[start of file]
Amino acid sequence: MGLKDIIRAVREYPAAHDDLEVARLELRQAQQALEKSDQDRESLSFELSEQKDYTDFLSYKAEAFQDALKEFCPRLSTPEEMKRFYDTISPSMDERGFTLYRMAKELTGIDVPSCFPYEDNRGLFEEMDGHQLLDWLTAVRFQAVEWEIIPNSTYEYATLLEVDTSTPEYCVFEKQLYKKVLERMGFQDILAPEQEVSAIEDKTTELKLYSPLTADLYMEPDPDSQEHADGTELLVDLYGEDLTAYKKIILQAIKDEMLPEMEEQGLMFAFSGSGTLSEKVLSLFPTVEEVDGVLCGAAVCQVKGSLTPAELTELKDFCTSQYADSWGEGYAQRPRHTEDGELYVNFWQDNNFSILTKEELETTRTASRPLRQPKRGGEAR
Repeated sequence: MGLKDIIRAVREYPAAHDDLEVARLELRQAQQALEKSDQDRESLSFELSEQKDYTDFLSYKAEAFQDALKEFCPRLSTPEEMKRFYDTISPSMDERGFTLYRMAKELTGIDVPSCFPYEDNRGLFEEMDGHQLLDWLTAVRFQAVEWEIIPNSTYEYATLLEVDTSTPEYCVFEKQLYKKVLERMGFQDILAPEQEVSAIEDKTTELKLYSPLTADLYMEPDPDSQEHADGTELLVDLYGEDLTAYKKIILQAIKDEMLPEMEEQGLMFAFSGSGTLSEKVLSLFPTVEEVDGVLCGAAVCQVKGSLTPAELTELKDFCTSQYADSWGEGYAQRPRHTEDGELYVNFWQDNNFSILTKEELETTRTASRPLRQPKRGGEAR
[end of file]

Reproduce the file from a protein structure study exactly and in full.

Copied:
Amino acid sequence: MGLKDIIRAVREYPAAHDDLEVARLELRQAQQALEKSDQDRESLSFELSEQKDYTDFLSYKAEAFQDALKEFCPRLSTPEEMKRFYDTISPSMDERGFTLYRMAKELTGIDVPSCFPYEDNRGLFEEMDGHQLLDWLTAVRFQAVEWEIIPNSTYEYATLLEVDTSTPEYCVFEKQLYKKVLERMGFQDILAPEQEVSAIEDKTTELKLYSPLTADLYMEPDPDSQEHADGTELLVDLYGEDLTAYKKIILQAIKDEMLPEMEEQGLMFAFSGSGTLSEKVLSLFPTVEEVDGVLCGAAVCQVKGSLTPAELTELKDFCTSQYADSWGEGYAQRPRHTEDGELYVNFWQDNNFSILTKEELETTRTASRPLRQPKRGGEAR
Repeated sequence: MGLKDIIRAVREYPAAHDDLEVARLELRQAQQALEKSDQDRESLSFELSEQKDYTDFLSYKAEAFQDALKEFCPRLSTPEEMKRFYDTISPSMDERGFTLYRMAKELTGIDVPSCFPYEDNRGLFEEMDGHQLLDWLTAVRFQAVEWEIIPNSTYEYATLLEVDTSTPEYCVFEKQLYKKVLERMGFQDILAPEQEVSAIEDKTTELKLYSPLTADLYMEPDPDSQEHADGTELLVDLYGEDLTAYKKIILQAIKDEMLPEMEEQGLMFAFSGSGTLSEKVLSLFPTVEEVDGVLCGAAVCQVKGSLTPAELTELKDFCTSQYADSWGEGYAQRPRHTEDGELYVNFWQDNNFSILTKEELETTRTASRPLRQPKRGGEAR